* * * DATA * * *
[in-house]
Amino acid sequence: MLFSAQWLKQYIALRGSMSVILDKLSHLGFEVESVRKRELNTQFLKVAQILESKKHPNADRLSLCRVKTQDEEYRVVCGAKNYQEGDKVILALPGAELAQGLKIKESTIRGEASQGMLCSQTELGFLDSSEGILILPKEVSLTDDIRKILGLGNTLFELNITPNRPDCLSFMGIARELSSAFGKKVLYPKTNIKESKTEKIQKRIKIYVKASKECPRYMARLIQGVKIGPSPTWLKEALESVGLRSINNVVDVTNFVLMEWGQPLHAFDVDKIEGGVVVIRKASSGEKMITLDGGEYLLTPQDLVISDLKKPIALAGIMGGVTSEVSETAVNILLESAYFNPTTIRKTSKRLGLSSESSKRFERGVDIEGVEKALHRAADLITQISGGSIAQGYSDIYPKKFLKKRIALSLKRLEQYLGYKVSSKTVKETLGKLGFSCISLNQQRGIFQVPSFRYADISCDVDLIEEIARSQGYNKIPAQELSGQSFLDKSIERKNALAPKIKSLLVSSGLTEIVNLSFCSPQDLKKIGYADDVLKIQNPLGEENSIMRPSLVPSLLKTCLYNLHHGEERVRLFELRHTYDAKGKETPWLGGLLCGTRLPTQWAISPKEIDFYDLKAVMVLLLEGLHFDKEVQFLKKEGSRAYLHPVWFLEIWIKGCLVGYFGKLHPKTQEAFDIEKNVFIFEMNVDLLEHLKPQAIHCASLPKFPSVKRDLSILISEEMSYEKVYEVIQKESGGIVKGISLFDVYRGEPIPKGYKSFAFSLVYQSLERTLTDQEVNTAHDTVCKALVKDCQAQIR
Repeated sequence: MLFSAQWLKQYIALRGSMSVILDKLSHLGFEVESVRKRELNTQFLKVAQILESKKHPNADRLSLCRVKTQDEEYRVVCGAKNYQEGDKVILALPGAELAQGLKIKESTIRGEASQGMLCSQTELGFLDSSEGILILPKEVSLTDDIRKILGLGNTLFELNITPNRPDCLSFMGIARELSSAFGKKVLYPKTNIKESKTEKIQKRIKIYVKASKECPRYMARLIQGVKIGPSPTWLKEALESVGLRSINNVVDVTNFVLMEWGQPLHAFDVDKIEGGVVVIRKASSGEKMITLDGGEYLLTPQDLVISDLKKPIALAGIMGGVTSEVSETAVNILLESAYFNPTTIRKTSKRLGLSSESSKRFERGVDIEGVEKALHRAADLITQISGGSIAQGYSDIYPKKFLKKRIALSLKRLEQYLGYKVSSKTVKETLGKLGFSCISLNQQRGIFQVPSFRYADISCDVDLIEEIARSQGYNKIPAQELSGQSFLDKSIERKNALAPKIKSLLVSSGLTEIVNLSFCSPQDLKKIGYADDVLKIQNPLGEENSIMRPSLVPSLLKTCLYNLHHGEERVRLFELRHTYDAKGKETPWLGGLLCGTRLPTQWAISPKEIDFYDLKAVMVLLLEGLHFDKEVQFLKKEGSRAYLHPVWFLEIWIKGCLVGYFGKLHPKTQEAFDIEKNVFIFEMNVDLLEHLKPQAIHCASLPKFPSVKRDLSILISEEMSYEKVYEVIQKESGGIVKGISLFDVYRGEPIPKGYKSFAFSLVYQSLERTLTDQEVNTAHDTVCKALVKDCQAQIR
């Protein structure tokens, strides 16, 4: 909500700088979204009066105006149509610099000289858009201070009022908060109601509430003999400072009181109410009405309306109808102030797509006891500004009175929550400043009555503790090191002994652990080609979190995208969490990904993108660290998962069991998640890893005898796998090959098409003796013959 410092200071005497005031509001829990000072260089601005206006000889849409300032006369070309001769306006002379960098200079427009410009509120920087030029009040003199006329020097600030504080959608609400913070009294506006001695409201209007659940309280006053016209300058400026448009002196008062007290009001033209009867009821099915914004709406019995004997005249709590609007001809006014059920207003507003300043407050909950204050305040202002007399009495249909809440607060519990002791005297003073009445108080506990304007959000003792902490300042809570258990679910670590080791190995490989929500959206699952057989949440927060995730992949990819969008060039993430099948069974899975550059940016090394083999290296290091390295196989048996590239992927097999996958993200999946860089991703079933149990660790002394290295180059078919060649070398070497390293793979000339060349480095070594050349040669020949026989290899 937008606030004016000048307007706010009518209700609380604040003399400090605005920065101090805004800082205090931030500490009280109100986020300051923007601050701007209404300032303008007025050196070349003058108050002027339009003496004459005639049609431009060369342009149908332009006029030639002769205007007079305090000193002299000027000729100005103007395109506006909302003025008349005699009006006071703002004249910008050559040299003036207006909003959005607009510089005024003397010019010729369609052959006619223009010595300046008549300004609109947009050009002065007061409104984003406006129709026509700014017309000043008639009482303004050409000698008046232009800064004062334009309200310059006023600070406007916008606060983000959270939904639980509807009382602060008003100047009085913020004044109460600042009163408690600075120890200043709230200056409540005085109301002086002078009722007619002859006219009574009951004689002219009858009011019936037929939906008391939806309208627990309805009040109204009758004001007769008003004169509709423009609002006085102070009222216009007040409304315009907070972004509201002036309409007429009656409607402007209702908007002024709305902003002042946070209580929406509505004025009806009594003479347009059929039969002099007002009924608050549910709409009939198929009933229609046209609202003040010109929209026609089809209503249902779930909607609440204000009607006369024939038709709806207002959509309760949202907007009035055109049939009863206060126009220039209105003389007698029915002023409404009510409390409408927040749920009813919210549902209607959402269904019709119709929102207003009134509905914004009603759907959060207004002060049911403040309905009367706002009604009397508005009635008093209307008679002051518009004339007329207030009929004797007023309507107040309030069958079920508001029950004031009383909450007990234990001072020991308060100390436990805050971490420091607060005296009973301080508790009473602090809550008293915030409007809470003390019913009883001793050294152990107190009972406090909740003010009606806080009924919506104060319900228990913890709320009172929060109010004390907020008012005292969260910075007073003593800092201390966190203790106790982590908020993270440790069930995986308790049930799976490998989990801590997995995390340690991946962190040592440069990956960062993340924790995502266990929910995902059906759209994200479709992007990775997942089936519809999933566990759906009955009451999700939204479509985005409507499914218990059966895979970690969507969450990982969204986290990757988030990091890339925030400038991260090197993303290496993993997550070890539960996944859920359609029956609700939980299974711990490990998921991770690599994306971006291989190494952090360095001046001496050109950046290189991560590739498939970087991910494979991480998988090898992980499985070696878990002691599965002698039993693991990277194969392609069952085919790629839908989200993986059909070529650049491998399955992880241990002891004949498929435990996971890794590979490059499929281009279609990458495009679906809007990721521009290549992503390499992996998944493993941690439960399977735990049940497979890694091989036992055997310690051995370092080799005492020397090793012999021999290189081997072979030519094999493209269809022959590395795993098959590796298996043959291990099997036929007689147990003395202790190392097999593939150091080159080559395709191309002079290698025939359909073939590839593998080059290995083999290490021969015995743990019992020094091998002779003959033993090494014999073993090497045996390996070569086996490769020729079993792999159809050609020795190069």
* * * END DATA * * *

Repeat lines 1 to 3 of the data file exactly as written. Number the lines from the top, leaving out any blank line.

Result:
[in-house]
Amino acid sequence: MLFSAQWLKQYIALRGSMSVILDKLSHLGFEVESVRKRELNTQFLKVAQILESKKHPNADRLSLCRVKTQDEEYRVVCGAKNYQEGDKVILALPGAELAQGLKIKESTIRGEASQGMLCSQTELGFLDSSEGILILPKEVSLTDDIRKILGLGNTLFELNITPNRPDCLSFMGIARELSSAFGKKVLYPKTNIKESKTEKIQKRIKIYVKASKECPRYMARLIQGVKIGPSPTWLKEALESVGLRSINNVVDVTNFVLMEWGQPLHAFDVDKIEGGVVVIRKASSGEKMITLDGGEYLLTPQDLVISDLKKPIALAGIMGGVTSEVSETAVNILLESAYFNPTTIRKTSKRLGLSSESSKRFERGVDIEGVEKALHRAADLITQISGGSIAQGYSDIYPKKFLKKRIALSLKRLEQYLGYKVSSKTVKETLGKLGFSCISLNQQRGIFQVPSFRYADISCDVDLIEEIARSQGYNKIPAQELSGQSFLDKSIERKNALAPKIKSLLVSSGLTEIVNLSFCSPQDLKKIGYADDVLKIQNPLGEENSIMRPSLVPSLLKTCLYNLHHGEERVRLFELRHTYDAKGKETPWLGGLLCGTRLPTQWAISPKEIDFYDLKAVMVLLLEGLHFDKEVQFLKKEGSRAYLHPVWFLEIWIKGCLVGYFGKLHPKTQEAFDIEKNVFIFEMNVDLLEHLKPQAIHCASLPKFPSVKRDLSILISEEMSYEKVYEVIQKESGGIVKGISLFDVYRGEPIPKGYKSFAFSLVYQSLERTLTDQEVNTAHDTVCKALVKDCQAQIR
Repeated sequence: MLFSAQWLKQYIALRGSMSVILDKLSHLGFEVESVRKRELNTQFLKVAQILESKKHPNADRLSLCRVKTQDEEYRVVCGAKNYQEGDKVILALPGAELAQGLKIKESTIRGEASQGMLCSQTELGFLDSSEGILILPKEVSLTDDIRKILGLGNTLFELNITPNRPDCLSFMGIARELSSAFGKKVLYPKTNIKESKTEKIQKRIKIYVKASKECPRYMARLIQGVKIGPSPTWLKEALESVGLRSINNVVDVTNFVLMEWGQPLHAFDVDKIEGGVVVIRKASSGEKMITLDGGEYLLTPQDLVISDLKKPIALAGIMGGVTSEVSETAVNILLESAYFNPTTIRKTSKRLGLSSESSKRFERGVDIEGVEKALHRAADLITQISGGSIAQGYSDIYPKKFLKKRIALSLKRLEQYLGYKVSSKTVKETLGKLGFSCISLNQQRGIFQVPSFRYADISCDVDLIEEIARSQGYNKIPAQELSGQSFLDKSIERKNALAPKIKSLLVSSGLTEIVNLSFCSPQDLKKIGYADDVLKIQNPLGEENSIMRPSLVPSLLKTCLYNLHHGEERVRLFELRHTYDAKGKETPWLGGLLCGTRLPTQWAISPKEIDFYDLKAVMVLLLEGLHFDKEVQFLKKEGSRAYLHPVWFLEIWIKGCLVGYFGKLHPKTQEAFDIEKNVFIFEMNVDLLEHLKPQAIHCASLPKFPSVKRDLSILISEEMSYEKVYEVIQKESGGIVKGISLFDVYRGEPIPKGYKSFAFSLVYQSLERTLTDQEVNTAHDTVCKALVKDCQAQIR